The NBA trade deadline is just five days away, and contending teams are ramping up their efforts to bolster their rosters for a playoff run. The Philadelphia 76ers find themselves in a very interesting position; they currently own the third seed in the Eastern Conference, and have one of the most talented starting lineups in the league.
However, they lack solid depth, and could use just one more high quality player. With the New Orleans Pelicans looking to blow things up after Anthony Davis announced his intentions to leave the team next season, Philly could take advantage and add two players who would drastically improve their roster, and give them the beginnings of a rotation that would have the best shot of anyone at slowing down the Golden State Warriors.
Before we look into a specific trade, we must first determine which players are untouchable. Ben Simmons, Joel Embiid, and Jimmy Butler make up this category. The rest of the team should be available for the right price, but the Sixers should attempt to keep J.J. Redick, Wilson Chandler, T.J. McConnell, Mike Muscala, Zhaire Smith, and Landry Shamet, if possible. However, if Philadelphia wants to add a real difference-maker, they will have to part with more than one of these players.
So what do the 76ers need? A starting-caliber stretch-4 and another scoring guard. The Pelicans can provide both. At 6’10” 250lbs, Nikola Mirotic is an excellent rebounder and is shooting 37% from beyond the arc on 7.2 attempts per game. He would replace Wilson Chandler in the starting lineup and give Philly the floor spacing they are searching for.
Rumors are linking Mirotic to the Sixers, and for good reason. He is an excellent fit and would help the team during their playoff push, as well as free up $12.5 million in cap space after the season.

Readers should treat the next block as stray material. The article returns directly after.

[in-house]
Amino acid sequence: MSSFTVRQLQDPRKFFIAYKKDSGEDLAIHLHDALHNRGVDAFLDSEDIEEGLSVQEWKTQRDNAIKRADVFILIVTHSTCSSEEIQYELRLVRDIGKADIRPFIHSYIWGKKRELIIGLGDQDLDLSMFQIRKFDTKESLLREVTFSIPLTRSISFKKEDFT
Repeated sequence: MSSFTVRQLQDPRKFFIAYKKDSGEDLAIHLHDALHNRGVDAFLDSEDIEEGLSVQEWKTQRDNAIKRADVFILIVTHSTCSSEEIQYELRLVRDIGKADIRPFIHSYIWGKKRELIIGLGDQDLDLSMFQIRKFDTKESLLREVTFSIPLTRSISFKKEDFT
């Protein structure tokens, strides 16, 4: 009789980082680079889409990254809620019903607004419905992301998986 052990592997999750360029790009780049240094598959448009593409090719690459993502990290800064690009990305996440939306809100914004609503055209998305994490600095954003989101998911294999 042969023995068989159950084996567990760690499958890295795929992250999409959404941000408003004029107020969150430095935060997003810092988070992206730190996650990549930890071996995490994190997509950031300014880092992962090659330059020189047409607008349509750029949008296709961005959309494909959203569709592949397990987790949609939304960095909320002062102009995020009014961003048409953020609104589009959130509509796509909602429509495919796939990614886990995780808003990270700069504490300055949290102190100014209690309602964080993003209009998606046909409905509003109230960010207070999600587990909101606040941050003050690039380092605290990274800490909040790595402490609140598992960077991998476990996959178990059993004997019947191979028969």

The centerpiece of this trade is Jrue Holiday, arguably the best defensive guard in the NBA. Holiday is an excellent ball-handler and can play either back-court spot extremely well. He can run an offense as the primary scorer and distributor, or he can function well without the ball. He spent his first four seasons with the 76ers, making an All-Star team, but he never really came into his own until the past few seasons with the Pelicans. Holiday is an exceptional player, and by adding him, Philadelphia will have created a starting lineup that would rival even the Warriors.
The problem with acquiring Holiday and Mirotic is the cost. Mirotic alone won’t be hard to obtain, but Holiday’s salary is nearly $26 million this season. He is worth every penny, but his pricetag makes is difficult to work out a trade, as the 76ers don’t have a large contract they can ship out. It would require Philly to essentially gut their already weak bench, which just took a major hit with Chandler’s injury. However, if the last four Finals have taught us anything, it’s that a deep bench isn’t the best way to beat Golden State. Obviously having a seven-man rotation isn’t smart, but the playoff rotation doesn’t have to be 12 players deep either.